Thursday, February 05, 2009

Auditor General questions Canada's climate policy

Say what you will about the Canadian system of government, but it excels at producing investigations, inquiries and audits. For example, Canada's auditor general regularly issues reports on whether government policies are achieving the proposed results.

The following are excerpts from a report just released by Canada's Commissioner of the Environment and Sustainable Development, the auditor charged with evaluated federal policies to control air (pollution and greenhouse gas) emissions. They reveal a depressing lack of effort and commitment even to the weak emissions reductions policies of the current government.

1.35 In its March 2007 Budget, the federal government announced a transfer of $1.519 billion to provincial and territorial governments under the Clean Air and Climate Change Trust Fund. The Trust Fund is an element of Turning the Corner, a government initiative described by Environment Canada as "Canada's plan to reduce greenhouse gas emissions and air pollution." Both the 2007 Budget and Turning the Corner state that the Trust Fund will yield real reductions in greenhouse gas emissions and other air pollutants. No expected reductions from the Trust Fund were quantified in these documents.

1.39 Analysis supporting Environment Canada's expected greenhouse gas emission reductions is weak. There are problems in how the 80 megatonnes of expected reductions against the Trust Fund for the years 2008 to 2012 were derived. The Department conducted almost no analysis to support that figure, and did not perform key types of analysis. The little analysis it did undertake is based on flawed assumptions—for example, that all provinces and territories face identical opportunities, challenges, and economic conditions for achieving emission reductions. Since the basis for the estimate is flawed, we cannot determine what a reasonable range of expected results should have been.

1.40 Environment Canada cannot monitor or verify the Trust Fund results. In our December 2008 Auditor General's Report, Chapter 1, A Study of Federal Transfers to the Provinces and Territories, we note that the provinces and territories frequently have no legal obligation to spend sums transferred to them through a trust fund for the purpose announced by the federal government. Provinces and territories also frequently have no legal obligation to report to the federal government on how the money was spent and what was achieved. Environment Canada has acknowledged that the provincial and territorial governments are accountable only to their own constituencies for expenditures and results under the Trust Fund, not to the federal government. The Department has not developed and implemented even a voluntary system for monitoring greenhouse gas emission reductions under the Trust Fund. Nevertheless, Environment Canada made a claim of expected results in 2007 and repeated it in 2008, knowing that the nature of the Trust Fund makes it very unlikely that the Department can report real, measurable, and verifiable results.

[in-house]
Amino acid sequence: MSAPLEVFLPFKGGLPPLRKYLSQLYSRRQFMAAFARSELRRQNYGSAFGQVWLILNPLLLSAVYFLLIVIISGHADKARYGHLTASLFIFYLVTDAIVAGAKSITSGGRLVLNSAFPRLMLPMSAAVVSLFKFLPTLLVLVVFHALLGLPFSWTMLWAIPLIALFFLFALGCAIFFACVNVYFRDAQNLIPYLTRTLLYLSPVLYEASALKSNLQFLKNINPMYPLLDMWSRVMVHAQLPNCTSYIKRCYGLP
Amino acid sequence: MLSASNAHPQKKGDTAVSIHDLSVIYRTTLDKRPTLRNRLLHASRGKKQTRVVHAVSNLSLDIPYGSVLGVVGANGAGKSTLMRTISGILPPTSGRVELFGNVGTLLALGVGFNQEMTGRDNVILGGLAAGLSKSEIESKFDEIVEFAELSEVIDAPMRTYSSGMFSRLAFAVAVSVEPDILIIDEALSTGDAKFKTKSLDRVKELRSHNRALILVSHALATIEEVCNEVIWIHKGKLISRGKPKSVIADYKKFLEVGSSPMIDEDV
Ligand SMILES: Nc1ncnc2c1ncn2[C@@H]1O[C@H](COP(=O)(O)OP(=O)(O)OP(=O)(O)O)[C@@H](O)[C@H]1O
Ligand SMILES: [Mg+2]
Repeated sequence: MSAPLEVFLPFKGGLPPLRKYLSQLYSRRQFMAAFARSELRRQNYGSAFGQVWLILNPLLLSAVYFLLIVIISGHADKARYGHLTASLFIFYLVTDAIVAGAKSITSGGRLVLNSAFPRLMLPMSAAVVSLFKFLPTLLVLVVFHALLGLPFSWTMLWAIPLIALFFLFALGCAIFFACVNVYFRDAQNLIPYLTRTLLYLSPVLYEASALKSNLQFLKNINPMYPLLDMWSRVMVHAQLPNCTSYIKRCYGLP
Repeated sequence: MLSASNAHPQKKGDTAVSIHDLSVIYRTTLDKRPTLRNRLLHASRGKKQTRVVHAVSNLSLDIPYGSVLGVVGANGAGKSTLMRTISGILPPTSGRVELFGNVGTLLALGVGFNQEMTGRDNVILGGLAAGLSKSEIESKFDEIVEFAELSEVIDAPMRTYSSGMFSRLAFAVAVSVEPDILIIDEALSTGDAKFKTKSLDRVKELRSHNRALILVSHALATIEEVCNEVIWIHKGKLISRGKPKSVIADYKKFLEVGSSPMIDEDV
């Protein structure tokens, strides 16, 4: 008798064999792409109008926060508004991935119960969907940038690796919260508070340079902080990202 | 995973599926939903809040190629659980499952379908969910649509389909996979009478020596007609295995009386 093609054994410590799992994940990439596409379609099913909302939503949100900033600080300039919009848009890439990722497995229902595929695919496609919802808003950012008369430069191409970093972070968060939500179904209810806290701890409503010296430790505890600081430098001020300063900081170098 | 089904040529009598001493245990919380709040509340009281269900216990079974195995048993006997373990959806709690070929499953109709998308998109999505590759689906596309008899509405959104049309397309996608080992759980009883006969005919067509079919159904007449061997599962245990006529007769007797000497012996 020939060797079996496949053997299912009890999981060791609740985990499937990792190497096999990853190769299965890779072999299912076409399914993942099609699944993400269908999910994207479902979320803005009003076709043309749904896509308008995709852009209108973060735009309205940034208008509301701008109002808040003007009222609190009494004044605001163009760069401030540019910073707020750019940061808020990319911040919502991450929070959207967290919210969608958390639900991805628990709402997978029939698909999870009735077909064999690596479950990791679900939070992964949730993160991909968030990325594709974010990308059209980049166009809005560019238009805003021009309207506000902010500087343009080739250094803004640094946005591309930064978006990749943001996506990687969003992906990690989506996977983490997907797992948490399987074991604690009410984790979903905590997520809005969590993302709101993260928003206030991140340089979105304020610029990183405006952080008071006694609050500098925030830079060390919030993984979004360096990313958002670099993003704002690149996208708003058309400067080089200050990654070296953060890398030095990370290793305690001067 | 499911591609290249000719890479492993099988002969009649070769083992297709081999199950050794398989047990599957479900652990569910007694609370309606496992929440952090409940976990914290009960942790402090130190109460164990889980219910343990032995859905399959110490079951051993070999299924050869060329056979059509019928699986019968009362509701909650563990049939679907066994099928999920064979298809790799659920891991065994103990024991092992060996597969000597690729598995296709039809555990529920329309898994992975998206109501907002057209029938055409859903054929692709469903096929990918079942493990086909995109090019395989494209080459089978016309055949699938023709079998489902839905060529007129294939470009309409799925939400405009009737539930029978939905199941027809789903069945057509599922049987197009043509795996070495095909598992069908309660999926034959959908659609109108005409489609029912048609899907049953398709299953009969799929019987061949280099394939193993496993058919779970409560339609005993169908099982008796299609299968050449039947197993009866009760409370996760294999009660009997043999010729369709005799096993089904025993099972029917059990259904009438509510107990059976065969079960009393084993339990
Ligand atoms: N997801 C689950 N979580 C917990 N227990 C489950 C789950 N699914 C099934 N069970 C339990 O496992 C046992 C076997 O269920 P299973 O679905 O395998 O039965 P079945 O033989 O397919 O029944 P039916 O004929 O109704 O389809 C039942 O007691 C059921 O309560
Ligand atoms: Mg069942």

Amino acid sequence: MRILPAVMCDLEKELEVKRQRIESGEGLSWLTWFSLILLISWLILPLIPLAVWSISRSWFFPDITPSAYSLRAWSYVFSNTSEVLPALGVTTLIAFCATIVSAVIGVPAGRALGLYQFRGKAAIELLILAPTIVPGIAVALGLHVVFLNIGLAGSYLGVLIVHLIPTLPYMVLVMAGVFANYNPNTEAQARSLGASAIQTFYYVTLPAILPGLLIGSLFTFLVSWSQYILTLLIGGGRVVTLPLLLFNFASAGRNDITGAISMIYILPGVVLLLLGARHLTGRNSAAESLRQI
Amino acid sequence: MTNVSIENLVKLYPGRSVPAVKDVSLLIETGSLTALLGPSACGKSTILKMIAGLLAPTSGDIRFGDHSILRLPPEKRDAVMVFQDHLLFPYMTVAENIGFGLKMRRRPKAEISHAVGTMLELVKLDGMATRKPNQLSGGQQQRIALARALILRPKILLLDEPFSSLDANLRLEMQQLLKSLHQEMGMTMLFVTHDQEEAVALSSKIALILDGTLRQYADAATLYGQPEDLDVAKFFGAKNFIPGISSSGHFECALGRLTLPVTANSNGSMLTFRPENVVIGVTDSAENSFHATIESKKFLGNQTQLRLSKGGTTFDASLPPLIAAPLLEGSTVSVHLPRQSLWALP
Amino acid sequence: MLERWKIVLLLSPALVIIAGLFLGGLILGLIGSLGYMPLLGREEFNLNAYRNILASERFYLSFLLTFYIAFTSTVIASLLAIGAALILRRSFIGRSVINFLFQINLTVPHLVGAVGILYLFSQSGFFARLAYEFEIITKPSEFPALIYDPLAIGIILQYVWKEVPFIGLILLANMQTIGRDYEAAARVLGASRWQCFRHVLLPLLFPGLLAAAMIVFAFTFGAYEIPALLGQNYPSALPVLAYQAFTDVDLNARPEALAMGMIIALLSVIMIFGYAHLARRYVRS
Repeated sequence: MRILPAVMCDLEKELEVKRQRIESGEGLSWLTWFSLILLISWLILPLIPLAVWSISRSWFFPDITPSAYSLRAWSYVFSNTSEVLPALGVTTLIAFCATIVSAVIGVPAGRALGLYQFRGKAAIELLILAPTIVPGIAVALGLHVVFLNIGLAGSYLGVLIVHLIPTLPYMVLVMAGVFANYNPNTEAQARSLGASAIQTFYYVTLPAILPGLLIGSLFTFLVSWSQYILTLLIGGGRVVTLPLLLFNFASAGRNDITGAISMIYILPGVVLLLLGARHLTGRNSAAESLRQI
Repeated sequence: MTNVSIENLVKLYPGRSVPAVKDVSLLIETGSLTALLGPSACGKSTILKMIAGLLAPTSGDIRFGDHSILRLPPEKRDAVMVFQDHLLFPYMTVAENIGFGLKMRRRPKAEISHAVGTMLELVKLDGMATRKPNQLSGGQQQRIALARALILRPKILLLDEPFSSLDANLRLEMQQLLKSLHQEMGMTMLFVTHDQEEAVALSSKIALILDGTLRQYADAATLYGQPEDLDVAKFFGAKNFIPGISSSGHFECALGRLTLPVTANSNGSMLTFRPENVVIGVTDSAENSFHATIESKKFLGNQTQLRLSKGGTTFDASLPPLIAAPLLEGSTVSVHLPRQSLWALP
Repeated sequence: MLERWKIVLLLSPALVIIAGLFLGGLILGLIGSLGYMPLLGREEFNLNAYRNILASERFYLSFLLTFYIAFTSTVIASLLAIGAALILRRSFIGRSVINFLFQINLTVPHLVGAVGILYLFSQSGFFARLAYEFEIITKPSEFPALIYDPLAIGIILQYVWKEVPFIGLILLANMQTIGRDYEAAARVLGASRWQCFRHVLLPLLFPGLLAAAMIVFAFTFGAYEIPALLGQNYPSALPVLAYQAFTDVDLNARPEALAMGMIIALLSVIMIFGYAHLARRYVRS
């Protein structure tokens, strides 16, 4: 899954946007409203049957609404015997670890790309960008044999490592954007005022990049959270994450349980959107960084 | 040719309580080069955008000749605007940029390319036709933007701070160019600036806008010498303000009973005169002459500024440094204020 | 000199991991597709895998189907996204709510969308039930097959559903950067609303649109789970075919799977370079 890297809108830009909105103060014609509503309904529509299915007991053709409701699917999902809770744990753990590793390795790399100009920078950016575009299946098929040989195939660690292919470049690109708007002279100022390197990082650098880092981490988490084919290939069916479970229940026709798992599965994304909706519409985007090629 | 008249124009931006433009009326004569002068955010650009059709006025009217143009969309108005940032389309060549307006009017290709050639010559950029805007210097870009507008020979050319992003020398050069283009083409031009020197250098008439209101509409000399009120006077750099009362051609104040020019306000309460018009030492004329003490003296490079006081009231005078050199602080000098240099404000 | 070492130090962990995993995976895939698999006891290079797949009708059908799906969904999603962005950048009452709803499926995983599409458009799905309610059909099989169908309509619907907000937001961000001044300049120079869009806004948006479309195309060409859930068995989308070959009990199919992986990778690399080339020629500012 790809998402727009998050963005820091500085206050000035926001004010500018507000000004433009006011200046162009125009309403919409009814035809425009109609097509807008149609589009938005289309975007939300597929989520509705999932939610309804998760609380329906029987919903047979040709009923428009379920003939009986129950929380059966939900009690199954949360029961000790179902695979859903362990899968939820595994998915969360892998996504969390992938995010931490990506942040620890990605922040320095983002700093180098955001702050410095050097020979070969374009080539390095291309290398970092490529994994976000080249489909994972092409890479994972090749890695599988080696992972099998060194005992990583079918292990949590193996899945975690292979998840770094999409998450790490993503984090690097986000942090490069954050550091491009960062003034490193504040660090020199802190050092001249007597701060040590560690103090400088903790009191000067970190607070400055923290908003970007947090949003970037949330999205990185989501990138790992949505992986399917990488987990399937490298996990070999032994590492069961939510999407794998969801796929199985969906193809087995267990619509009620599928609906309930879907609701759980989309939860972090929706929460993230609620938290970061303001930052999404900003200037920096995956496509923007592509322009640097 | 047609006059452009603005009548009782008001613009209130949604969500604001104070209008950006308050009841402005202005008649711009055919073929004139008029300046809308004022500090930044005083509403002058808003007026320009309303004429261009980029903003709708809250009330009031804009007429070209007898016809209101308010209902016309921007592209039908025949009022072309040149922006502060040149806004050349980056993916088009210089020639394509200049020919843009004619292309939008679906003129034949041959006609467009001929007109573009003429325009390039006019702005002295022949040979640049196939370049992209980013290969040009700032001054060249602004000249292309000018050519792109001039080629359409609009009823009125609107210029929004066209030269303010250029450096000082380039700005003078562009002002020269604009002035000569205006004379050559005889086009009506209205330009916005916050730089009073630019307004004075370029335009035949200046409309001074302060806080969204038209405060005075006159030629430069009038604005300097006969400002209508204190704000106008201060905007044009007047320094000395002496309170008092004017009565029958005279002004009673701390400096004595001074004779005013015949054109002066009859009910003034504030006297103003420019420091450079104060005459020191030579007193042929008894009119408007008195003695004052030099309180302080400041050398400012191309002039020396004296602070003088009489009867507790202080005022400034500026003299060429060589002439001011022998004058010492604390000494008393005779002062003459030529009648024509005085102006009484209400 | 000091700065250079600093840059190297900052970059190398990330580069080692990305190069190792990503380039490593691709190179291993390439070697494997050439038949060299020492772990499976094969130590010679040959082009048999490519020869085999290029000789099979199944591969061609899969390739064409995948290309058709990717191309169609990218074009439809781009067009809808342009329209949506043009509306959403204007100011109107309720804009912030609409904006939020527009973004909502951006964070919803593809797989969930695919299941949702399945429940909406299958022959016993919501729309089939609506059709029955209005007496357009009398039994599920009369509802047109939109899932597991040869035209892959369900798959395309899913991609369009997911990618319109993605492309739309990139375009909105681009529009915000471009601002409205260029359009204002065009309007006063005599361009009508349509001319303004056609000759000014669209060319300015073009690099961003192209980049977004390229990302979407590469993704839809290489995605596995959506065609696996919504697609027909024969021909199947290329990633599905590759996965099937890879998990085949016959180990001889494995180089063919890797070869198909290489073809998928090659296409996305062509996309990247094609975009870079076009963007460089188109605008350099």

1.59 Estimates by Environment Canada indicate that the Public Transit Tax Credit will lead to negligible reductions in Canada's greenhouse gas emissions. Equally questionable is the impact of the Clean Air and Climate Change Trust Fund, which transfers over $1.519 billion to the provinces and territories to help them lower greenhouse gas emissions. Environment Canada has estimated that the initiative will lead to emission reductions totalling 80 megatonnes from 2008 to 2012. However, it has arrived at that figure on the basis of flawed analyses. The government has stated that it does not intend to monitor whether targets are achieved because it does not have access to the necessary information and cannot control what the recipient governments do with the funding. Environment Canada made a claim of expected results in 2007 and repeated it in 2008, knowing that the nature of the Trust Fund makes it very unlikely that the Department can report real, measurable, and verifiable results.


crf said...

Hi, this is off-topic, but could you comment on the way the Genome Canada story is taking hold in the press, about Genome Canada, as reported in the Globe, being "The only agency that regularly finances large-scale science in Canada" (Carolyn Abraham, Globe and Mail Jan 29, 2009)

Today, the Vancouver Sun printed a guest editorial from the ottawa citizen, repeating the claim that orginally appeared in the Globe and Mail story.

When the story was first reported, I though it was a typo when it said that Genome Canada was the only organisation funding large scale science in Canada (Period), and that the author meant to report that it was the only such organisation in Canada funding large scale research in Genomics.

Clearly the story has taken a life of its own. I think the claim is not true. What immediately springs to mind: HIA (part of NRC), the Canadia Space Agency, Triumph, the Canadian Light source, The foundation for innovation, Neptune ...

That what I thought was a typo gets to be repeated, uncorrected; whole press theses built upon it, really, show that the press have let alone a very poor understanding of the details of how science is funded in the Canada, but any understanding that large science projects, other than genomics, exist in this country!

It's sad.

Toronto Real Estate said...

One answer to the reduction of emissions would be higher carbon tax. Essentially more money would be given to the government to spend on saving the climate projects and companies paying the tax would reduce the emissions greatly. Just like Mr. Obama proposed the idea of pollution surcharges, Canada needs to endorse Obamas plan and get serious on the environment with a proper balanced approach.

Take care, Julie